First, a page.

History of a kite
                                   which becomes a plane
                                   by the Wright Brothers
Kite History to glider at the first fly Kitty Hawk today Home wokipi-kite
   

 

             
1899 - Getting acquainted with aeronautics

In the 1890's aviation was a wide-open field of study that provided rich possibilities for investigation.

After collecting reference material from the Smithsonian and other sources, the Wright brothers began studying their predecessors. They were surprised to learn that, despite humanity's centuries-old interest in flight, little progress had been made in aeronautics before 1800. Until that time, few trained scientists or mechanics thought it a sensible undertaking.

 
During the 1800s, however, a community of technically trained people interested in flight had evolved. They had amassed a body of aeronautical knowledge that represented the first real steps toward achieving human flight.
   
diorama
by
Carnet de Vol


Video of tests and reflections about the
Kite flight
below


credit video : Arte

   
In the early summer of 1899, Wilbur Wright stood in his bicycle shop in Dayton, Ohio, and was chatting with a customer who had come for an inner tube, idly twisting a small cardboard box. With his thumbs and index fingers, he squeezed two diagonal corners on one end of the inner
tube box and the two opposite corners on the other end. When he did this, the box twisted.  
 
In his mind's eye, Wilbur saw the top and bottom of the box as the wings of a biplane. By using cords or wires to pull the corners together, one end of each wing would turn up while the other turned down. This system could be used to control the biplane, making it roll right or left.
Both ends of the wings would move at the same time, changing their angle of attack in opposite directions. The end the turned up (and had a higher angle of attack) would generate more lift, while the end that turned down (with a lower angle of attack) would have less lift. The end of the wing with more lift would rise while the other fell.
So, Wilbur Wright discovered a method for controlling an aircraft in flight that history now remembers as "wing-warping"
 
Wilbur talked the idea over with his brother Orville, and the two designed an experiment to test it with a "kite."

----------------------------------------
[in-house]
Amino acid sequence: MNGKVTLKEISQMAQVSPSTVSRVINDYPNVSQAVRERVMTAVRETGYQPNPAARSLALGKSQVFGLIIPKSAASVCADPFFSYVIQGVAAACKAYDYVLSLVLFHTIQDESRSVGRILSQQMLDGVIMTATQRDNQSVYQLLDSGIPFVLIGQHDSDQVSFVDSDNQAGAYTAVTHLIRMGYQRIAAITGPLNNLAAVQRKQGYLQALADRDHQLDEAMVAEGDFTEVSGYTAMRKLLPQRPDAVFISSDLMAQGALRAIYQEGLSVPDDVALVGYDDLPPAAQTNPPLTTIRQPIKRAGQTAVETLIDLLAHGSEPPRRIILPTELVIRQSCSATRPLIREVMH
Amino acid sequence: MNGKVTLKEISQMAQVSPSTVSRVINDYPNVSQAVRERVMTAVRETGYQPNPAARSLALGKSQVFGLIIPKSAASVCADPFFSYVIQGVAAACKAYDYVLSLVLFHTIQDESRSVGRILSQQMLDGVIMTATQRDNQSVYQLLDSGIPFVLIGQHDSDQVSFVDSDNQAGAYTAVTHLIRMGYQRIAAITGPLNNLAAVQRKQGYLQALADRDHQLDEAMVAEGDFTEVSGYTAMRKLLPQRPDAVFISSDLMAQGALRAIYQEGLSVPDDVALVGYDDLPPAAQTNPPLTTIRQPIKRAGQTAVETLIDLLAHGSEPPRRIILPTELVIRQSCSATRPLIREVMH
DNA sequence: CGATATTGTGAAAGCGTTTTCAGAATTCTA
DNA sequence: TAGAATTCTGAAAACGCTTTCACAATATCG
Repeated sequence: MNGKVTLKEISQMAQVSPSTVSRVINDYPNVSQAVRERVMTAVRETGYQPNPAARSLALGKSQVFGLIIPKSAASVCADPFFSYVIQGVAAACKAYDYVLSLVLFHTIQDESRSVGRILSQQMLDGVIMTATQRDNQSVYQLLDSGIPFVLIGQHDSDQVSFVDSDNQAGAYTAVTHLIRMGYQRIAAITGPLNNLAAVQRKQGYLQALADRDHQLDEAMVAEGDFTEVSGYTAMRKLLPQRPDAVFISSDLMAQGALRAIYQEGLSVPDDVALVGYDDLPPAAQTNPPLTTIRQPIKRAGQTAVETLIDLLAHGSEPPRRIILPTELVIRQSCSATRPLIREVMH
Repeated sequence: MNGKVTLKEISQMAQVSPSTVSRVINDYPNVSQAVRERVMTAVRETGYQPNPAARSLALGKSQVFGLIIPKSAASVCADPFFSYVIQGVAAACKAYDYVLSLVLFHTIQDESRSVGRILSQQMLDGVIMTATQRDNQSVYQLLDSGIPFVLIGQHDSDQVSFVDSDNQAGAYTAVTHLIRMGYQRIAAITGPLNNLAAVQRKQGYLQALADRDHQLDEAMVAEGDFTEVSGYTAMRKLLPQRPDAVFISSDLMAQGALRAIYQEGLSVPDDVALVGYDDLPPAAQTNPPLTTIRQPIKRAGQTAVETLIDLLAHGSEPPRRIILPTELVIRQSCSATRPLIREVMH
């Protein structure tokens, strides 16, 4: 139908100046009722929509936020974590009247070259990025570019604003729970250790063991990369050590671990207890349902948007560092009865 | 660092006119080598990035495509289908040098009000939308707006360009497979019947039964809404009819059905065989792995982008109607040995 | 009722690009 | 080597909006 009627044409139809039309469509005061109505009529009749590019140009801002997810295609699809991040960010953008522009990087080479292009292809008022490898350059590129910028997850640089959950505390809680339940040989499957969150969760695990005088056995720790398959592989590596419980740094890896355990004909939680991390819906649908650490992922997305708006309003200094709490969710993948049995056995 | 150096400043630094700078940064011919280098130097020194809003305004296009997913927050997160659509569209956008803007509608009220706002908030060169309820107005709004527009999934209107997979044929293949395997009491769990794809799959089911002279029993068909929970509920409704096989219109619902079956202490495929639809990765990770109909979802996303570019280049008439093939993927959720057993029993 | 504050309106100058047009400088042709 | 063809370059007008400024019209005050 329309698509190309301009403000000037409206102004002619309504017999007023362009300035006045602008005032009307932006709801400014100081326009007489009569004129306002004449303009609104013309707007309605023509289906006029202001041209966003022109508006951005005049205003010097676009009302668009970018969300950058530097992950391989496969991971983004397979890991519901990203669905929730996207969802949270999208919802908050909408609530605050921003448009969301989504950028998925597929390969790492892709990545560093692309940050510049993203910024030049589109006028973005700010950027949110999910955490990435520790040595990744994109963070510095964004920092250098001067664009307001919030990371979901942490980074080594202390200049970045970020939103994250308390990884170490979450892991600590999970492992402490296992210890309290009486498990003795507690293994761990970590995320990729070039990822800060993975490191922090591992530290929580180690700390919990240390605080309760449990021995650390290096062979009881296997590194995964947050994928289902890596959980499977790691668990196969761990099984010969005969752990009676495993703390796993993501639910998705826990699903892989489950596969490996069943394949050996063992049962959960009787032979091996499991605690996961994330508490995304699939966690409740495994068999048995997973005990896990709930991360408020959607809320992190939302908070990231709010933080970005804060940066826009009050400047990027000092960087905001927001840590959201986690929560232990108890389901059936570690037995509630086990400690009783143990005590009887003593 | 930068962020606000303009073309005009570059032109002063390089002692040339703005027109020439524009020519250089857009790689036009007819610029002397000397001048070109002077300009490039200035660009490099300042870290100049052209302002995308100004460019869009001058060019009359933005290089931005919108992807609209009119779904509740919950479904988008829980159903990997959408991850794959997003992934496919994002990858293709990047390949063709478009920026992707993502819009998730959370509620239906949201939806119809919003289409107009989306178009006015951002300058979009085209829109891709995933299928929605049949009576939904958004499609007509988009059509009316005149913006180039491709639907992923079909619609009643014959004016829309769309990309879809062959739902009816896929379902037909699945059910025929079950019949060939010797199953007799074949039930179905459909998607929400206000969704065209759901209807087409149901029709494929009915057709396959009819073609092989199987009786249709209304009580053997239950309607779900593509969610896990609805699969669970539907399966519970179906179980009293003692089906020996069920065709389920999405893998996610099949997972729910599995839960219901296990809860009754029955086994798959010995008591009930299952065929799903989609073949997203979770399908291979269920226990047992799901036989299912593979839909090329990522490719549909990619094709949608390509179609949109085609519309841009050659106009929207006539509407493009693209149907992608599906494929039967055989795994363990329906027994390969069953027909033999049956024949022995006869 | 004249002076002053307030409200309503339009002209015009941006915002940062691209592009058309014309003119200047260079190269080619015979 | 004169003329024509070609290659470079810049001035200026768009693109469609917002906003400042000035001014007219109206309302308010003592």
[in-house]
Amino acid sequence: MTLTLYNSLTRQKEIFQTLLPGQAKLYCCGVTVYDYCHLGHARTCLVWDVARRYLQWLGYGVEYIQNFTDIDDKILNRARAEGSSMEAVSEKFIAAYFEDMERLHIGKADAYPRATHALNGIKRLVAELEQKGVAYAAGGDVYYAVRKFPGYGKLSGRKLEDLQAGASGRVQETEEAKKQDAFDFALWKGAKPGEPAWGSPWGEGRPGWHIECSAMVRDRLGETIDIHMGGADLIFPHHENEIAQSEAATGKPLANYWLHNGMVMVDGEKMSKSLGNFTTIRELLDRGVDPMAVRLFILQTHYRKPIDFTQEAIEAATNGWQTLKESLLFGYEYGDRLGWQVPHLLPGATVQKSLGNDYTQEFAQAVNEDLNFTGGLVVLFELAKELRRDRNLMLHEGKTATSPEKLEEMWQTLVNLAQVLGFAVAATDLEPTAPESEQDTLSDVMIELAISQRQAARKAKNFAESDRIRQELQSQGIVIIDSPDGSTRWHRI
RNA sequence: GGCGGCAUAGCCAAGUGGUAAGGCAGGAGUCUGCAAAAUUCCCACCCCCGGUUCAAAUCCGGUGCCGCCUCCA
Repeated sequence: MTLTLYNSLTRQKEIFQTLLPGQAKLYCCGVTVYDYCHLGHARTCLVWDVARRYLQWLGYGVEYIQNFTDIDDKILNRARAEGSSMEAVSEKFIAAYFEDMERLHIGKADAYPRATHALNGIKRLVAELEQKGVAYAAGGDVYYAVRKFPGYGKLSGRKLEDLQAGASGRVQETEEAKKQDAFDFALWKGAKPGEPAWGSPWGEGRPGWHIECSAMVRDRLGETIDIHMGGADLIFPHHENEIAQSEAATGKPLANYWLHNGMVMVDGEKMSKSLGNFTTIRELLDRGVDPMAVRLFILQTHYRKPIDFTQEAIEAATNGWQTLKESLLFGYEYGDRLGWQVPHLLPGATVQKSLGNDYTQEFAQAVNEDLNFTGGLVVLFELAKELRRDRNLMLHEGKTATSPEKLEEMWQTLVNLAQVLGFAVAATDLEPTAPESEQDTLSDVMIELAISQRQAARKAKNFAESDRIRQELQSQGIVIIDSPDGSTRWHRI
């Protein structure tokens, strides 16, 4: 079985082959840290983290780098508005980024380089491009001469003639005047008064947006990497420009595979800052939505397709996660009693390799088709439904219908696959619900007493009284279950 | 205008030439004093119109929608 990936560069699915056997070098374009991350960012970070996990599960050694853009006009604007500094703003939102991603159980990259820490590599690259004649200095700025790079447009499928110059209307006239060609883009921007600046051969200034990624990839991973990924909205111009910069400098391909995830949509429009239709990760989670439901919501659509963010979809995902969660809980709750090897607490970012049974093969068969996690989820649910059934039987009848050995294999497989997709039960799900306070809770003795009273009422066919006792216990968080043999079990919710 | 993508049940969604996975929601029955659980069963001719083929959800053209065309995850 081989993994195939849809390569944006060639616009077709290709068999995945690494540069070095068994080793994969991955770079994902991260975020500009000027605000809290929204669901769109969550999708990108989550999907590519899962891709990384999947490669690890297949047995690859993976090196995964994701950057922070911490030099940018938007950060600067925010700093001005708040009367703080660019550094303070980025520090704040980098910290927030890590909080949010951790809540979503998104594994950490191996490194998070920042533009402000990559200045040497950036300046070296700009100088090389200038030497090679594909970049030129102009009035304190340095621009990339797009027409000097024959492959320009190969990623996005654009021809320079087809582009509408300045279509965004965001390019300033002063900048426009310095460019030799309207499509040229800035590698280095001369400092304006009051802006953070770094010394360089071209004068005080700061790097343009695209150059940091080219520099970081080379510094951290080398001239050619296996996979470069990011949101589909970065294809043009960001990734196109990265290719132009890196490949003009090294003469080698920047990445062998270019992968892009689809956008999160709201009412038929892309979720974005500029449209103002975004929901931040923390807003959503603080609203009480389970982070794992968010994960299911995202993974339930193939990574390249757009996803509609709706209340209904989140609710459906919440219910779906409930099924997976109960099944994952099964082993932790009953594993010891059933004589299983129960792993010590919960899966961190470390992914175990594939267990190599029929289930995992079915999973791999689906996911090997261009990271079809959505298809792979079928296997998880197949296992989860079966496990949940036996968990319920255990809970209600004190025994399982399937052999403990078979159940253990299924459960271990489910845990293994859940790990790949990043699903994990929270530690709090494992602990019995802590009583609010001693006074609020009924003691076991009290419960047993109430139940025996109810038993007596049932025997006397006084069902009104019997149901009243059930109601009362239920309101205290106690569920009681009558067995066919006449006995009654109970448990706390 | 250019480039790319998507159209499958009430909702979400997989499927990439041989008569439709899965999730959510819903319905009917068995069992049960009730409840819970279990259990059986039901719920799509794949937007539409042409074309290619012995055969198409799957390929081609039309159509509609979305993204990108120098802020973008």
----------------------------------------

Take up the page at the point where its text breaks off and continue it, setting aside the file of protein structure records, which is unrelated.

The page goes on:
Wilbur and Orville had already grasped the theory behind this method some months before. After reading a book on the mechanics of bird flight, they observed buzzards circling above the Great Miami River. IThey determined that a bird rolls left or right by changing the angle at which the wings meet the wind, tilting one up and the other down simultaneously.

So they built a biplane "box" kite with wings 5 to 6 feet long and 13 to 15 inches wide. The wings where held 13 to 15 inches apart by several struts, and all the parts were hinged so they could move. A small tail was attached to the back middle strut.

The Wrights controlled the kite from the ground with four strings. One end of each string was tied to one end of the front outboard struts. The other ends were tied to the ends of two sticks.

By angling the sticks in opposite directions while the kite was flying, the Wright brothers could "warp" the wings and cause the kite to bank right and left.

By angling the sticks in the same direction, they could raise or lower the tail, making the kite climb or dive.
   
Over the next few months, the Wrights built and flew several "scientific" kites, perfecting their control system. In 1900, they used this system on a man-carrying glider for the first time.
Before they risked their own necks, they flew the glider as a kite, controlling it from the ground. These scientific kites were hung about the bicycle shop until 1905, when the Wright brothers had finally developed a practical powered airplane. They decided to clean house, and took the kites outside to burn. Most were destroyed, but they gave several to some neighbor kids who happened by.
 


Video of tests and reflections about the
Kite flight
First Fly video (1903) : Crédit Vidéo : Arte
   
photo credit of this page : Aerohistory and www.wright-brothers.org